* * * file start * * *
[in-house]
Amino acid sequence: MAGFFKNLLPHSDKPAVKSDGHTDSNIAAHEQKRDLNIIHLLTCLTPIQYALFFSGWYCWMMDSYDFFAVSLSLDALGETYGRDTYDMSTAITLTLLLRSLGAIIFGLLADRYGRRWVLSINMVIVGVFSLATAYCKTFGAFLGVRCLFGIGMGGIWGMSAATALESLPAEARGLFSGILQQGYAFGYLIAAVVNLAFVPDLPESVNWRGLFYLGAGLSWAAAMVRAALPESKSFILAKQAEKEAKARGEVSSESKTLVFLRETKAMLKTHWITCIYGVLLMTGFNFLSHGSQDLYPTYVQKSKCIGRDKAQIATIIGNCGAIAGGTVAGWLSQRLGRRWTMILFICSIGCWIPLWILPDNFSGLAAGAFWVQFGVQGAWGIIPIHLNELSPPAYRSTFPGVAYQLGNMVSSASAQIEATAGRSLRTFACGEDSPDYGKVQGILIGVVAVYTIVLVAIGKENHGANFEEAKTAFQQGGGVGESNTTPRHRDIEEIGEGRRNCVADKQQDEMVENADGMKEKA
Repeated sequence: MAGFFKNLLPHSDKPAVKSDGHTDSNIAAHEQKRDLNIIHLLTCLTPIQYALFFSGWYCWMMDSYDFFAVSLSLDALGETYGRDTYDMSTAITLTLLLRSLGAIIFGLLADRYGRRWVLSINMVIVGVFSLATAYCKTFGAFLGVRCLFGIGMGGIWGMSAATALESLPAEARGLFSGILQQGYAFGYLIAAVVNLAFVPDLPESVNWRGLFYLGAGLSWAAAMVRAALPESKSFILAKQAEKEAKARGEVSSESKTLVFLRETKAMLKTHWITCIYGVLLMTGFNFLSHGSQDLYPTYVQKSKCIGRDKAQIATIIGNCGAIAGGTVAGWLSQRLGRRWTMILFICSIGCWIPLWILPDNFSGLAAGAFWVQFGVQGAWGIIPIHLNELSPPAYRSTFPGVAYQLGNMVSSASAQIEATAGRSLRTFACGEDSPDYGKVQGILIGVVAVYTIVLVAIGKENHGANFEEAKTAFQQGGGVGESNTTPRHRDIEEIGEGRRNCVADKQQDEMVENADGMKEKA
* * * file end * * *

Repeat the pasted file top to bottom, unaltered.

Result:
[in-house]
Amino acid sequence: MAGFFKNLLPHSDKPAVKSDGHTDSNIAAHEQKRDLNIIHLLTCLTPIQYALFFSGWYCWMMDSYDFFAVSLSLDALGETYGRDTYDMSTAITLTLLLRSLGAIIFGLLADRYGRRWVLSINMVIVGVFSLATAYCKTFGAFLGVRCLFGIGMGGIWGMSAATALESLPAEARGLFSGILQQGYAFGYLIAAVVNLAFVPDLPESVNWRGLFYLGAGLSWAAAMVRAALPESKSFILAKQAEKEAKARGEVSSESKTLVFLRETKAMLKTHWITCIYGVLLMTGFNFLSHGSQDLYPTYVQKSKCIGRDKAQIATIIGNCGAIAGGTVAGWLSQRLGRRWTMILFICSIGCWIPLWILPDNFSGLAAGAFWVQFGVQGAWGIIPIHLNELSPPAYRSTFPGVAYQLGNMVSSASAQIEATAGRSLRTFACGEDSPDYGKVQGILIGVVAVYTIVLVAIGKENHGANFEEAKTAFQQGGGVGESNTTPRHRDIEEIGEGRRNCVADKQQDEMVENADGMKEKA
Repeated sequence: MAGFFKNLLPHSDKPAVKSDGHTDSNIAAHEQKRDLNIIHLLTCLTPIQYALFFSGWYCWMMDSYDFFAVSLSLDALGETYGRDTYDMSTAITLTLLLRSLGAIIFGLLADRYGRRWVLSINMVIVGVFSLATAYCKTFGAFLGVRCLFGIGMGGIWGMSAATALESLPAEARGLFSGILQQGYAFGYLIAAVVNLAFVPDLPESVNWRGLFYLGAGLSWAAAMVRAALPESKSFILAKQAEKEAKARGEVSSESKTLVFLRETKAMLKTHWITCIYGVLLMTGFNFLSHGSQDLYPTYVQKSKCIGRDKAQIATIIGNCGAIAGGTVAGWLSQRLGRRWTMILFICSIGCWIPLWILPDNFSGLAAGAFWVQFGVQGAWGIIPIHLNELSPPAYRSTFPGVAYQLGNMVSSASAQIEATAGRSLRTFACGEDSPDYGKVQGILIGVVAVYTIVLVAIGKENHGANFEEAKTAFQQGGGVGESNTTPRHRDIEEIGEGRRNCVADKQQDEMVENADGMKEKA